The procellariids are the main group of medium-sized 'true petrels', characterised by united nostrils with a medium septum, and a long outer functional primary.

Storm-Petrels[edit]

Order: Procellariiformes. Family: Hydrobatidae

The storm-petrels are relatives of the petrels, and are the smallest of sea-birds. They feed on planktonic crustaceans and small fish picked from the surface, typically while hovering. The flight is fluttering and sometimes bat-like.

Boobies and gannets[edit]

Order: Pelecaniformes. Family: Sulidae

The sulids comprise the gannets and boobies. Both groups comprise medium-to-large coastal sea-birds that plunge-dive for fish.

Cormorants[edit]

Order: Pelecaniformes. Family: Phalacrocoracidae

The Phalacrocoracidae is a family of medium-to-large coastal, fish-eating sea-birds that includes cormorants and shags. Plumage colouration varies with the majority having mainly dark plumage, some species being black and white, and a few being colourful.

Bitterns, herons and egrets[edit]

Order: Ciconiiformes. Family: Ardeidae

The family Ardeidae contains the bitterns, herons and egrets. Herons and egrets are medium to large sized wading birds with long necks and legs. Bitterns tend to be shorter necked and more wary. Unlike other long-necked birds suck as storks, ibises and spoonbills, members of Ardeidae fly with their necks retracted.

Ibises and spoonbills[edit]

Order: Ciconiiformes. Family: Threskiornithidae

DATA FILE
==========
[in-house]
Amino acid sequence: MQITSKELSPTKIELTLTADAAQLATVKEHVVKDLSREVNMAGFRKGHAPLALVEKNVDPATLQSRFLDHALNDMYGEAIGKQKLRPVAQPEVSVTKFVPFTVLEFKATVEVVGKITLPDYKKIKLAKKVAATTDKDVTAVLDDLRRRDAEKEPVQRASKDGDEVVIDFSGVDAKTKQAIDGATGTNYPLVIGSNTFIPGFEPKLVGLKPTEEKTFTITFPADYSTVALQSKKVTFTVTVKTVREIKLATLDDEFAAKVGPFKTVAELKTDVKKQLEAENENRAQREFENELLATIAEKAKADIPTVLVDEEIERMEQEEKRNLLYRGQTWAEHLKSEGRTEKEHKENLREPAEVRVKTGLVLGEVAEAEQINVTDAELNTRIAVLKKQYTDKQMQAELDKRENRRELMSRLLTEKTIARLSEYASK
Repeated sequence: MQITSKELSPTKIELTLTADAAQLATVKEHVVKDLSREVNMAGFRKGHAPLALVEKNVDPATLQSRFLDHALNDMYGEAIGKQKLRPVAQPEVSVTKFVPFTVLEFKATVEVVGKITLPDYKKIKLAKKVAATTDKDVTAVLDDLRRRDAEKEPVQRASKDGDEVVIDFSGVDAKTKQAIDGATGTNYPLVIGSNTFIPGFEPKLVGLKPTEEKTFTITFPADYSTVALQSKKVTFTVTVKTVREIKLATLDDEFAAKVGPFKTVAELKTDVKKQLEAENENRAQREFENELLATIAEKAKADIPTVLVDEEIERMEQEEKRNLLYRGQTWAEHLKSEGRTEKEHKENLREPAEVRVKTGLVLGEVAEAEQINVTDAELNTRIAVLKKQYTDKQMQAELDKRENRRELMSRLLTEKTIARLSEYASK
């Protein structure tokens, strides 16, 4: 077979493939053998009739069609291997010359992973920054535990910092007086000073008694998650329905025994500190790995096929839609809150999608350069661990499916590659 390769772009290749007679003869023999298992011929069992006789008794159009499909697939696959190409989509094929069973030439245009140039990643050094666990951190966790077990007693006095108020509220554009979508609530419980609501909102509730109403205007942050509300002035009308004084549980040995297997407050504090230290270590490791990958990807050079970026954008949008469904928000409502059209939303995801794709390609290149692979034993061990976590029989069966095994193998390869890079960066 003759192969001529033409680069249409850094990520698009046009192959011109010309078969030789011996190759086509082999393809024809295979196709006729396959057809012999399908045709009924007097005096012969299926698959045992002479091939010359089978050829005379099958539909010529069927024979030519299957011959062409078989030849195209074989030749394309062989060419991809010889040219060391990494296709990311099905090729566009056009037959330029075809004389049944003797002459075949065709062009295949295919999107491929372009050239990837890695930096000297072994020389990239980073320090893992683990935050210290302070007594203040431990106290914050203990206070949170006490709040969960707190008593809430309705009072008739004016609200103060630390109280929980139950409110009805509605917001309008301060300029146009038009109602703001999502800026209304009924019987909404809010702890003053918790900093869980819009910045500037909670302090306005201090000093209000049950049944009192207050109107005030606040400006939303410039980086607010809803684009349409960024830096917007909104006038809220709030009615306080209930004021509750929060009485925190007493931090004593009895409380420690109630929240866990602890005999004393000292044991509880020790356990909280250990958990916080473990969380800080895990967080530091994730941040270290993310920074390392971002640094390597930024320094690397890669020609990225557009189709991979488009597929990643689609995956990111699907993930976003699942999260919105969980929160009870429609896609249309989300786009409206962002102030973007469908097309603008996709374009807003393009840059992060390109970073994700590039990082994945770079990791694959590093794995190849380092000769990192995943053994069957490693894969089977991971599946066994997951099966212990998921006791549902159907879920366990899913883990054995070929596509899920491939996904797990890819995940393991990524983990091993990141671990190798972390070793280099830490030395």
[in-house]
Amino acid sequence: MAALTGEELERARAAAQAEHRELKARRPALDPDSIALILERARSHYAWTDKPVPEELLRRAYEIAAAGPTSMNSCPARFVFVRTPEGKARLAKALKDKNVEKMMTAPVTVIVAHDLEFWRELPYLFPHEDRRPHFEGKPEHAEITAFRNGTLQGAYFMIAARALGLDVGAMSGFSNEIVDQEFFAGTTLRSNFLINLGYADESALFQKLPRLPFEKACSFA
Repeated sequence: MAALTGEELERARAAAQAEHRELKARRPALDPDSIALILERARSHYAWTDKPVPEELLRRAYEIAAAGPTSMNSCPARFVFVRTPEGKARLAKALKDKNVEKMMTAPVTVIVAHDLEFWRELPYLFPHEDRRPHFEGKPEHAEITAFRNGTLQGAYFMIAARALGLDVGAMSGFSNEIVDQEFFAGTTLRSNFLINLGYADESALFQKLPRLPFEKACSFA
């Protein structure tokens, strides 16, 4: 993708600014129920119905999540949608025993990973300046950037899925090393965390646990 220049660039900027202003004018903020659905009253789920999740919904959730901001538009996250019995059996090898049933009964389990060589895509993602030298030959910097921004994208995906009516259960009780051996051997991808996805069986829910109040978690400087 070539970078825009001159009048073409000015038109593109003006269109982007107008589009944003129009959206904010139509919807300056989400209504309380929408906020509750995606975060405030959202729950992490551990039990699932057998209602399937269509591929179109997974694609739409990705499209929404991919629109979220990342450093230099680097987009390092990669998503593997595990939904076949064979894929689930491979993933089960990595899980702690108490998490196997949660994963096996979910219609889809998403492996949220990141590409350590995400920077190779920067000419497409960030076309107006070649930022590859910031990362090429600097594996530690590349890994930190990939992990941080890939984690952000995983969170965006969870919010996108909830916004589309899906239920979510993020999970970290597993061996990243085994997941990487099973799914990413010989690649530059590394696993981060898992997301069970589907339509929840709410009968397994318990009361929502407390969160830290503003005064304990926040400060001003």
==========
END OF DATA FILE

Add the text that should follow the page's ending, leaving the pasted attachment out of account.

The Threskiornithidae is a family of large terrestrial and wading birds which includes the ibises and spoonbills. They have long, broad wings with 11 primary and about 20 secondary feathers. They are strong fliers and despite their size and weight, very capable soarers.

Ducks, geese and swans[edit]

Order: Anseriformes. Family: Anatidae

The family Anatidae includes the ducks and most duck-like waterfowl, such as geese and swans. These are birds that are modified for an aquatic existence with webbed feet, flattened bills and feathers that are excellent at shedding water due to an oily coating.

Osprey[edit]

Order: Falconiformes. Family: Pandionidae

The Pandionidae family contains only one species, the Osprey. The Osprey is a medium large raptor which is a specialist fish-eater with a worldwide distribution.

  • Osprey Pandion haliaetus (A)

Hawks, kites and eagles[edit]

Order: Falconiformes. Family: Accipitridae

Accipitridae is a family of birds of prey and include hawks, eagles, kites, harriers and Old World vultures. These birds have powerful hooked beaks for tearing flesh from their prey, strong legs, powerful talons, and keen eyesight.

Caracaras and falcons[edit]

Order: Falconiformes. Family: Falconidae

Falconidae is a family of diurnal birds of prey. They differ from hawks, eagles, and kites in that they kill with their beaks instead of their feet.

Grouse[edit]